Eight months have gone by since 20 fathers who were employed under the Civil Defence Commission (CDC), have been struggling to regain employment so they could provide for their families.
For now, the men have been reluctantly dipping into their savings and searching for “small jobs” here and there in order to make ends meet.
After receiving the royal runaround from several related agencies and persons, including Communities Minister Ronald Bulkan, the men said that they took to their last resort – the media – to highlight their situation and call on the relevant authorities to right the injustice they believe was done to them.
The men were employed as labourers, tasked with the responsibility of cleaning up the drains and other areas in their community– Cove and John, East Coast Demerara (ECD).
They were divided into three groups, each being responsible for a specific area.
Given the magnitude of the work and the consistency to keep the community looking clean, each group leader would hire other persons from the community to aid in executing the cleaning exercises, thus providing other meaningful job opportunities for the locals.
Their last clean-up was in December 2015. In January, they had been informed that their services were no longer needed and that new clean-up groups were created.
The size of the groups has been reduced significantly and consists of members from other communities.
Apart from their claims of being “unjustly terminated”, the men are concerned about the quality of work being done by the new group.
During an interview with Guyana Times the men complained that the new group is doing substandard work and attributed this to the fact that the labourers are not residents of the community and therefore would not take pride in keeping it clean.
Reasons for dismissal
After realising that they were dismissed without reason, the men said they approached their “boss”, CDC Assistant Director Ernest Elliot. According to the men, he was unhelpful in providing direct answers on reasons for their termination.
In fact, they alleged that he was rude in his responses, which they said had an undertone of vengeance.
From their engagement with the CDC assistant director, the men strongly believe their termination was another act of political discrimination being practised by government.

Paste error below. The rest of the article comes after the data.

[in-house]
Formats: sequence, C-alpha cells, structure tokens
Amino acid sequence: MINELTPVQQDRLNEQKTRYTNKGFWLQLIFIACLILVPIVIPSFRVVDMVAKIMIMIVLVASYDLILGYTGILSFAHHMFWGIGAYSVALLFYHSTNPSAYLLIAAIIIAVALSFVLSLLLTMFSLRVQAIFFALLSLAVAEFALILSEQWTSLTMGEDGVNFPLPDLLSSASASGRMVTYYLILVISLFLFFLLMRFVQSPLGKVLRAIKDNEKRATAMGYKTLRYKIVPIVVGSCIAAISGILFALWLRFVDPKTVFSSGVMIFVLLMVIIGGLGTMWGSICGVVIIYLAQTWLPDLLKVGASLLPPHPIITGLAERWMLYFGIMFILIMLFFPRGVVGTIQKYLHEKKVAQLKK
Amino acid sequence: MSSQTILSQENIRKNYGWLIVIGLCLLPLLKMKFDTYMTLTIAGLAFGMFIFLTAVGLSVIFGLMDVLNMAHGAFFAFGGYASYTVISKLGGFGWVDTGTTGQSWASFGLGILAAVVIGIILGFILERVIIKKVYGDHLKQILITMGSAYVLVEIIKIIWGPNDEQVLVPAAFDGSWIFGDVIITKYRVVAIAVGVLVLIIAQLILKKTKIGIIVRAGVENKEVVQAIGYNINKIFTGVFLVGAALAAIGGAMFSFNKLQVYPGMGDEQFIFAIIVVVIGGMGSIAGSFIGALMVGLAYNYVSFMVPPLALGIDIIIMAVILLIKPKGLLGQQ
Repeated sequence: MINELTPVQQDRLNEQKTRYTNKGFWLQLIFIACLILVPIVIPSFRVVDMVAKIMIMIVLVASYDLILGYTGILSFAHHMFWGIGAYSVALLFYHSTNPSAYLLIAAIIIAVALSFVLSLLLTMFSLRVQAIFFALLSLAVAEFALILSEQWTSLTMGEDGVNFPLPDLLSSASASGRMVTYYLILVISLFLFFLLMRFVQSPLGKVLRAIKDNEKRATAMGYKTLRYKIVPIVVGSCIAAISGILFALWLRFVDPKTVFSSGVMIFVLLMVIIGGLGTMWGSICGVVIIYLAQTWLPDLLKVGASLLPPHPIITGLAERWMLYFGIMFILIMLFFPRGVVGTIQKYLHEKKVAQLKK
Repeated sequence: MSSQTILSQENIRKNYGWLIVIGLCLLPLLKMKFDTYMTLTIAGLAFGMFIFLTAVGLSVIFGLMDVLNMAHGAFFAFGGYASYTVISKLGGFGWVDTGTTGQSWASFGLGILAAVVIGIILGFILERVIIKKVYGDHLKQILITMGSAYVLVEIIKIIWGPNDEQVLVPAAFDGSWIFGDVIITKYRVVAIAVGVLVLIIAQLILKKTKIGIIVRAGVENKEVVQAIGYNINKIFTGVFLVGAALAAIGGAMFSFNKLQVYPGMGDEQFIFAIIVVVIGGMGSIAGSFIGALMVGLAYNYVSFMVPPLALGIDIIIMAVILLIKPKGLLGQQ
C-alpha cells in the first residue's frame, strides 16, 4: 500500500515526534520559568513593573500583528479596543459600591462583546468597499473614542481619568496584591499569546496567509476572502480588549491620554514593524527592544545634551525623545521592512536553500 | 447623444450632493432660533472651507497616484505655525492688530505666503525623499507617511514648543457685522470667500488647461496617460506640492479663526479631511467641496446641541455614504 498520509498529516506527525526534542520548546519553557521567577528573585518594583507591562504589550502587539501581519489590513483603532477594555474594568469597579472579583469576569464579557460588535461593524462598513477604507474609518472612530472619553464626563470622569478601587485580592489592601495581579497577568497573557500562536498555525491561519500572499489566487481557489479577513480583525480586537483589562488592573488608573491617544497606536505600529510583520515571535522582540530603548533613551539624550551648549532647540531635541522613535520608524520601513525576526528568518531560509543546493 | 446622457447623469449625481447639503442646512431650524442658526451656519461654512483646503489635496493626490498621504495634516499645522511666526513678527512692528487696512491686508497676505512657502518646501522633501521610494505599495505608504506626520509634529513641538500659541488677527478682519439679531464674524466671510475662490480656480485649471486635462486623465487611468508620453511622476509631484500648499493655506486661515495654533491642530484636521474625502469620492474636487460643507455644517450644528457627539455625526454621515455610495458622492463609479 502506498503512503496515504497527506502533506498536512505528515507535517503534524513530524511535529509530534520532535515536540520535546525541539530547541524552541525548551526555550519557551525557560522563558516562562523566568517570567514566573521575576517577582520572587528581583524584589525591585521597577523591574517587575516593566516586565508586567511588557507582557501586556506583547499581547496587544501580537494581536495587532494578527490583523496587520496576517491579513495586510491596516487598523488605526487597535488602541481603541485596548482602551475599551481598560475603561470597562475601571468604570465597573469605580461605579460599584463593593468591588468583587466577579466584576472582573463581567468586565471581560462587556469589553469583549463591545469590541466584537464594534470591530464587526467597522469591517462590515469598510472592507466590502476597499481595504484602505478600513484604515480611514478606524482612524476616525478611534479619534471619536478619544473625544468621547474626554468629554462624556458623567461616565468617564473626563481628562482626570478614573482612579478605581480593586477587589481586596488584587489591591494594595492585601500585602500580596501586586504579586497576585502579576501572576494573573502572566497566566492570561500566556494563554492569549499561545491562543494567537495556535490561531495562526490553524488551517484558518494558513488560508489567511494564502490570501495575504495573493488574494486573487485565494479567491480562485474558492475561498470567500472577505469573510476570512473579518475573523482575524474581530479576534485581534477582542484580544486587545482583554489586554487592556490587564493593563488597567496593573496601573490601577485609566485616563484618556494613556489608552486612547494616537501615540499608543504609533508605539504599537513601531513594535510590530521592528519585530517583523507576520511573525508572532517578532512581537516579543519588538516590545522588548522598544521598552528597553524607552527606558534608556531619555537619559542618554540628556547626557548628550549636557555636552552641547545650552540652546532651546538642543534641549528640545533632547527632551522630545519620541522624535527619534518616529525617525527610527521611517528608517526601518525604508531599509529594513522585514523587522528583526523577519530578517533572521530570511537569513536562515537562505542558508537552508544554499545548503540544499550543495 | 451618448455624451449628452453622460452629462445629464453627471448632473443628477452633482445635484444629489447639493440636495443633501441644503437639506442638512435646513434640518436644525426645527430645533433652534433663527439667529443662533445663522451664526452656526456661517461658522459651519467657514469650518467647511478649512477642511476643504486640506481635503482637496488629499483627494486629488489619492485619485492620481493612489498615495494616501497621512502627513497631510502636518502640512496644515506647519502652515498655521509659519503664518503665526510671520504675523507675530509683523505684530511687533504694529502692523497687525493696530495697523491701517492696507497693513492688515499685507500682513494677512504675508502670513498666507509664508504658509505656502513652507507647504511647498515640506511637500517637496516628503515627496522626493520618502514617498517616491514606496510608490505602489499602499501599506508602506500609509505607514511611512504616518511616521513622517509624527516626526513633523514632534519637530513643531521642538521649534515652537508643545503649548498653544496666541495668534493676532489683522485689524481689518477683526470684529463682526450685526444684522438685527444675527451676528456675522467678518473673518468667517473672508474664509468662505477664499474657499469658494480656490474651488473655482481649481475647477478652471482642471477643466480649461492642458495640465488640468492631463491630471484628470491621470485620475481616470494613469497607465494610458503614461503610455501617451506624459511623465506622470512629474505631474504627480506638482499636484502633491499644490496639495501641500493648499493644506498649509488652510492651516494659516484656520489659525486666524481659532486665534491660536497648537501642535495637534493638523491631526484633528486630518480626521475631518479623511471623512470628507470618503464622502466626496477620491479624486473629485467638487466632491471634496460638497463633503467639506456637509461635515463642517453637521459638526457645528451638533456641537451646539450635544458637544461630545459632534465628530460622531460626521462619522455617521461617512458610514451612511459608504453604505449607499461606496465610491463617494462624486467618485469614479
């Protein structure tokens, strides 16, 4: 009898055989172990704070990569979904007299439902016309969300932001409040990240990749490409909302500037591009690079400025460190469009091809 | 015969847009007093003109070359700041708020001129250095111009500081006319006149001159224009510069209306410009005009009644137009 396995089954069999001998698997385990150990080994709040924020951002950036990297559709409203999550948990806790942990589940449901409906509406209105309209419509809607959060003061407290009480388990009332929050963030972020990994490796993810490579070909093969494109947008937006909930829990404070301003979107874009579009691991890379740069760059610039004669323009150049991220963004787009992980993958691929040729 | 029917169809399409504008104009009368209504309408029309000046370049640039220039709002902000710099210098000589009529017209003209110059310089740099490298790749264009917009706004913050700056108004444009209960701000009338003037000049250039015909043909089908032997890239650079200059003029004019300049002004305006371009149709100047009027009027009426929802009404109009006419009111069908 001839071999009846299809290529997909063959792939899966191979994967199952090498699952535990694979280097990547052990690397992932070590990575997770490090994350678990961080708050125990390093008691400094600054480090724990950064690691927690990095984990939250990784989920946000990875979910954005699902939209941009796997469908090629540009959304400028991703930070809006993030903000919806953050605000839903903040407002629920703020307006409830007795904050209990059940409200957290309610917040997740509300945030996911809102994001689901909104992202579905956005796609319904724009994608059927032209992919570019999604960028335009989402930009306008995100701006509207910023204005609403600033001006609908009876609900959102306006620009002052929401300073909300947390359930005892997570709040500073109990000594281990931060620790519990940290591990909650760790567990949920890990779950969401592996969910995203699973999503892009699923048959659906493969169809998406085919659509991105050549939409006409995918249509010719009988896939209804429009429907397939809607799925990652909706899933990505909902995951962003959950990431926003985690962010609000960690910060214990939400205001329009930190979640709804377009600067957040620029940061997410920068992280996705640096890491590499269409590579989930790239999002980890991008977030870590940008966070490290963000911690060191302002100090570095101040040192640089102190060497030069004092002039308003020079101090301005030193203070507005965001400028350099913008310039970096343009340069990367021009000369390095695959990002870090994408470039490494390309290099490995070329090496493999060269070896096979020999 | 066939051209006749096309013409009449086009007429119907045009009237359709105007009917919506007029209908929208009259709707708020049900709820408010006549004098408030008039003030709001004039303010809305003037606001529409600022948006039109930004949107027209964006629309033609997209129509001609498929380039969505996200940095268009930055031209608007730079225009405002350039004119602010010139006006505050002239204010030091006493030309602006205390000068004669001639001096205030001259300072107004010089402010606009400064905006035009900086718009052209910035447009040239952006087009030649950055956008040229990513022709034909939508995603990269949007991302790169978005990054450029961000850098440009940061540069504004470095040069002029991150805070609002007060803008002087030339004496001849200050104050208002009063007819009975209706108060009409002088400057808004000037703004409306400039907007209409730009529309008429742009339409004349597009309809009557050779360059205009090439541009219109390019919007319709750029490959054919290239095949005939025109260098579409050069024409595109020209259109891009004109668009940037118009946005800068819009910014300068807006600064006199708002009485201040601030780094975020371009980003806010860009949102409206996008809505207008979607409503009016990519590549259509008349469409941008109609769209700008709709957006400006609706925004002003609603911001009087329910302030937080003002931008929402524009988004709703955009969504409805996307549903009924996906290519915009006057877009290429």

“I think its cause we’re PPP people and that’s why. Because when we met with him, he kept saying that PPP went on sheer skulduggery all the time. He keep using that word, ‘skulduggery’. He musse use it about four or five times,” one of the men, Besham Persaud noted.
The men explained that they visited several other agencies, including the Communities Ministry where, after a number of trips, they finally got a brief meeting with the Minister.
However, they said the meeting was absolutely disappointing since he did not provide any definitive solution to their problems.
The men also wrote several letters to the Agriculture Ministry and the Office of the Prime Minister, calling on them to intervene to ensure that they regain a legitimate means of earning a livelihood.
Persaud has been working as a labourer for the past 15 years, and therefore the dismissal comes as a huge blow for him and family.
“I struggling whe I deh. Sure I find a few jobs now and then, but with that one, I knew for sure I had it cause how often a small job does come up,” he expressed, noting that he has two children, ages 17 and 4.
Hardat Singh, another of the men, expressed similar concerns, noting that his family is currently draining their savings as he searches for another job while simultaneously trying to seek justice from what he describes as being “unjustifiably terminated.”
Roopdeo Samaroo also highlighted his financial struggles, noting that he has two young children who are returning to school today, even as he is financially strapped.
Shortly after the government assumed office, concerns have been raised time and again about the spate of dismissals of persons who were perceived to be affiliated with the People’s Progressive Party Civic (PPP/C).